Scala Language Pattern Matching Types


Example

Pattern matching can also be used to check the type of an instance, rather than using isInstanceOf[B]:

val anyRef: AnyRef = ""
                                                  
anyRef match {
  case _: Number       => "It is a number"
  case _: String       => "It is a string"
  case _: CharSequence => "It is a char sequence"
}
//> res0: String = It is a string

The order of the cases is important:

anyRef match {
  case _: Number       => "It is a number"
  case _: CharSequence => "It is a char sequence"
  case _: String       => "It is a string"
}
//> res1: String = It is a char sequence

In this manner it is similar to a classical 'switch' statement, without the fall-through functionality. However, you can also pattern match and 'extract' values from the type in question. For instance:

case class Foo(s: String)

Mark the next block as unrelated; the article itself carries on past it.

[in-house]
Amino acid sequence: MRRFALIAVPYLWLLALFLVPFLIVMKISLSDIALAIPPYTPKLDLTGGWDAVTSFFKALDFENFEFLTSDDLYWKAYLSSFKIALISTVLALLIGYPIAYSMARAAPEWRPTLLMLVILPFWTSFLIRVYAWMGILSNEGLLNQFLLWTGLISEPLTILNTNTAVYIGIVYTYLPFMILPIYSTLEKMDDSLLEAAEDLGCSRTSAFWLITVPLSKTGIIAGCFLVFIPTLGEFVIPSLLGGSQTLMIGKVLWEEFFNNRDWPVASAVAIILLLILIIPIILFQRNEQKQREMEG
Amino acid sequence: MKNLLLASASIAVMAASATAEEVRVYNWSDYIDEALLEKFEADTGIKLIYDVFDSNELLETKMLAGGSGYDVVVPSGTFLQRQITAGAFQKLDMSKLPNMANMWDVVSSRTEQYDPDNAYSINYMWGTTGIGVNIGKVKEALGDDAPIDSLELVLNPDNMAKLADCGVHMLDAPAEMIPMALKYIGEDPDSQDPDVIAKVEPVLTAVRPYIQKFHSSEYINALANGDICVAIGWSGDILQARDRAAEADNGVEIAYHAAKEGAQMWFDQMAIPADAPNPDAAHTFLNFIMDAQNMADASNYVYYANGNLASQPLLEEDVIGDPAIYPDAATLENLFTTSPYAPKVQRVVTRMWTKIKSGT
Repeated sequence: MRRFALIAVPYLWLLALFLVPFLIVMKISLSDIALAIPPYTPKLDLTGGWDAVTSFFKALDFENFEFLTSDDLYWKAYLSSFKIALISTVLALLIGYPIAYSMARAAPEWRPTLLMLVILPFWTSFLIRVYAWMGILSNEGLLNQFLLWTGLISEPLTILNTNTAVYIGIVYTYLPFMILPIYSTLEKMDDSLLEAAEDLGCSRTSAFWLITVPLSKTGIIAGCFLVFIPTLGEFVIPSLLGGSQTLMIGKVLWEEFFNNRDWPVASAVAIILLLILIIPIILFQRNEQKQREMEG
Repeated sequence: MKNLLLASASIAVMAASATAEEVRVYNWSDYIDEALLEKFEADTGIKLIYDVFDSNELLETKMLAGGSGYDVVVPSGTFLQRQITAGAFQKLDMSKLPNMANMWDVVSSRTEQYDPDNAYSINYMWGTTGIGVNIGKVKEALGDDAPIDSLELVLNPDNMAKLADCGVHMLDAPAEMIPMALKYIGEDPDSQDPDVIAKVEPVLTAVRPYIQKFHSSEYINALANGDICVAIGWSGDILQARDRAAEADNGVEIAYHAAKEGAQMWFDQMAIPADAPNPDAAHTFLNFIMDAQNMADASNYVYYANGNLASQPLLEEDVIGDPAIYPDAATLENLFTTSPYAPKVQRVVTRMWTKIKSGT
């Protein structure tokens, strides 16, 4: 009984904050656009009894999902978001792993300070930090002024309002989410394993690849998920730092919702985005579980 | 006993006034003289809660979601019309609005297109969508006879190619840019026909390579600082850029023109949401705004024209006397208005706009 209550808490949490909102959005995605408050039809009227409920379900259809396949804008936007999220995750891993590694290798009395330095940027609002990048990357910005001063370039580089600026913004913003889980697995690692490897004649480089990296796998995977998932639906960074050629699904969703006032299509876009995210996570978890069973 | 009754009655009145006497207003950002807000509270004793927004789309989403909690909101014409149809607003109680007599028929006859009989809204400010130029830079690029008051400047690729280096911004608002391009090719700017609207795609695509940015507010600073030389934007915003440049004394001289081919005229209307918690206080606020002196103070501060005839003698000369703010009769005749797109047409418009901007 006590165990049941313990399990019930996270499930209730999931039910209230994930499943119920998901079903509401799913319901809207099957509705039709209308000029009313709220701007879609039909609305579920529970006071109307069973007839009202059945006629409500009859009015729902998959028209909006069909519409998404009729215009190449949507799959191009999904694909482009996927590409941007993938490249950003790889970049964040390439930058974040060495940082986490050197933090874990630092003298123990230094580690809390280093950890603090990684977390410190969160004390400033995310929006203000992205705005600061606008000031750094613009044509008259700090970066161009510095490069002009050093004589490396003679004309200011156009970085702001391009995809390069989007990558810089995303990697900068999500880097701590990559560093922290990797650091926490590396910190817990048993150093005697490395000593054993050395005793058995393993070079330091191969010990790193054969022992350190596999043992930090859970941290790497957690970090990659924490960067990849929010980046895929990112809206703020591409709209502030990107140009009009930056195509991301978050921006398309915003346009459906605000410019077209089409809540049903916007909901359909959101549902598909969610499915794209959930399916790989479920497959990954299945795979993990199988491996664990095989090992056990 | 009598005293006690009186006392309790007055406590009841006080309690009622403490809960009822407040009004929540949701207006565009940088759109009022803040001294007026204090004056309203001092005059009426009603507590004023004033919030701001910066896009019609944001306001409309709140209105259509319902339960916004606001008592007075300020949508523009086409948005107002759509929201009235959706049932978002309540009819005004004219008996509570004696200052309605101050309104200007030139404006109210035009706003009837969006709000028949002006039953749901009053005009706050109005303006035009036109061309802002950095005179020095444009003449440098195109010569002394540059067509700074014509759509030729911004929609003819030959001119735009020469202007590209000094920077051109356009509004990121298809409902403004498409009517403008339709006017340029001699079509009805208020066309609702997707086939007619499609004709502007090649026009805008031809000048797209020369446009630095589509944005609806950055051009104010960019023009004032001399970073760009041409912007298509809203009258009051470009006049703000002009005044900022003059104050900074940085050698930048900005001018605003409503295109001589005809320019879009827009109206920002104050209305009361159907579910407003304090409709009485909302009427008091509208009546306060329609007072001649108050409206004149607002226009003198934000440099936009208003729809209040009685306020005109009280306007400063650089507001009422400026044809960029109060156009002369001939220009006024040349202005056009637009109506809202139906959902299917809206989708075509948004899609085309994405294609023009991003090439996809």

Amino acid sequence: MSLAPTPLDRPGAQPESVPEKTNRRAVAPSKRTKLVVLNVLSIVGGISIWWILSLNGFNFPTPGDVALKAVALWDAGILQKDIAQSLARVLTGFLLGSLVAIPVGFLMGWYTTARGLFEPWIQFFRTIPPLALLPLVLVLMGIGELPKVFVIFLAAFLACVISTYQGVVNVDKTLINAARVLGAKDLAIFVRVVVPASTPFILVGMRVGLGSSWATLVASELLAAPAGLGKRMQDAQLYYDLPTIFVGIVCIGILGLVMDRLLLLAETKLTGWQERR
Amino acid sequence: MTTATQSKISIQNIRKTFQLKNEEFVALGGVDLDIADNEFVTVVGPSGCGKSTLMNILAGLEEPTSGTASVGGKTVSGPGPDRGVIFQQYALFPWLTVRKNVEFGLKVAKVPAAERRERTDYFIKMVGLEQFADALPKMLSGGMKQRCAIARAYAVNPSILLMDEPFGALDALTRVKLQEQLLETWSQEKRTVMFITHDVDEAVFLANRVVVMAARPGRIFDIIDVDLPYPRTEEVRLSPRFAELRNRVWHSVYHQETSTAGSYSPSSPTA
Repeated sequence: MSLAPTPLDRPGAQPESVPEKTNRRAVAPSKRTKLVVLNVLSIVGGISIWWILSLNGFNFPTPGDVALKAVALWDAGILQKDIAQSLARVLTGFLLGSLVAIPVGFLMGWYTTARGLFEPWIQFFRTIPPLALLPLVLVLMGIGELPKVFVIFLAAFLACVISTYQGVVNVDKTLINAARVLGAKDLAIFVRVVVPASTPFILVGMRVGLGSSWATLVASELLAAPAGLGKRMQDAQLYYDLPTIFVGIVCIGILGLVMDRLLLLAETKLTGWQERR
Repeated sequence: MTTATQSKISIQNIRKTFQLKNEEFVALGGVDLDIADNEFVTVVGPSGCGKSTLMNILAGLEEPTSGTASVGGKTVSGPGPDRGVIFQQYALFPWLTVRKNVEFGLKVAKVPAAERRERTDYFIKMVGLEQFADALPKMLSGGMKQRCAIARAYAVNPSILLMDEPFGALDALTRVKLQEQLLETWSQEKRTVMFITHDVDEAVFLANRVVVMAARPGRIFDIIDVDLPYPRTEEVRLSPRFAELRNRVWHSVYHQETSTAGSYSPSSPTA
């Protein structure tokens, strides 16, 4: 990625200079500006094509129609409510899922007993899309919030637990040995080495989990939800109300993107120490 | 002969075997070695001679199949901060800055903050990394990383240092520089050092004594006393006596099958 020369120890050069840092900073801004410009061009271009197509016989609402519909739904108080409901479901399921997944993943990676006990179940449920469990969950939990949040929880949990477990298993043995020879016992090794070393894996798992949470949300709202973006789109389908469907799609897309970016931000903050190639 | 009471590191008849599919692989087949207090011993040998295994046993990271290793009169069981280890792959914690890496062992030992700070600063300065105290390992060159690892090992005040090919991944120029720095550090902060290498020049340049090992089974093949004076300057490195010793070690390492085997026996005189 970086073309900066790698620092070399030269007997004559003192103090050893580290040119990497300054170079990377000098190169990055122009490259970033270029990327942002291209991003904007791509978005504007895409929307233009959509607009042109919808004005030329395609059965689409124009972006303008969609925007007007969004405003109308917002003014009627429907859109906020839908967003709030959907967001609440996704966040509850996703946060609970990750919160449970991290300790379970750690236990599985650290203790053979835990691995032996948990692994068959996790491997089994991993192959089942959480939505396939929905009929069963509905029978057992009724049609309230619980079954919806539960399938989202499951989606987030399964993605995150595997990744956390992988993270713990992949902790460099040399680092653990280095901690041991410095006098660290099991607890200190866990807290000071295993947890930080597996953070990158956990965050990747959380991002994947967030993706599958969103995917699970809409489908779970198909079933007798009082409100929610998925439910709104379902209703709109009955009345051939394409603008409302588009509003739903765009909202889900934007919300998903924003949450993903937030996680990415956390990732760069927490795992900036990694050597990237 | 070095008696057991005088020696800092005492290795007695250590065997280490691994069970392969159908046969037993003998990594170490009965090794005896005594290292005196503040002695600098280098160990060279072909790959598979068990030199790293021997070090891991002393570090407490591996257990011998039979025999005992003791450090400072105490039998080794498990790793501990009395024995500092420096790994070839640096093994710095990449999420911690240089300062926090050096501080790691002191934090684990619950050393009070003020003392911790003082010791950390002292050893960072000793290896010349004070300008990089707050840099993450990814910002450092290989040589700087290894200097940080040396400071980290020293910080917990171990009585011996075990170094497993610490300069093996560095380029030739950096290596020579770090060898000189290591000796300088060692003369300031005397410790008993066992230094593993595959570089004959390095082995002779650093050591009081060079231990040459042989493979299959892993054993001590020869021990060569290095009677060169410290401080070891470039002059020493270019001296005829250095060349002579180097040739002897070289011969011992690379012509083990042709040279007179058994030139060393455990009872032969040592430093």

case class Bar(s: String)
case class Woo(s: String, i: Int)

def matcher(g: Any):String = {
  g match {
    case Bar(s) => s + " is classy!" 
    case Foo(_) => "Someone is wicked smart!"
    case Woo(s, _) => s + " is adventerous!"
    case _ => "What are we talking about?"
  }
}

print(matcher(Foo("Diana")))  // prints 'Diana is classy!'
print(matcher(Bar("Hadas")))  // prints 'Someone is wicked smart!'
print(matcher(Woo("Beth", 27)))   // prints 'Beth is adventerous!'
print(matcher(Option("Katie")))  // prints 'What are we talking about?'

Note that in the Foo and Woo case we use the underscore (_) to 'match an unbound variable'. That is to say that the value (in this case Hadas and 27, respectively) is not bound to a name and thus is not available in the handler for that case. This is useful shorthand in order to match 'any' value without worrying about what that value is.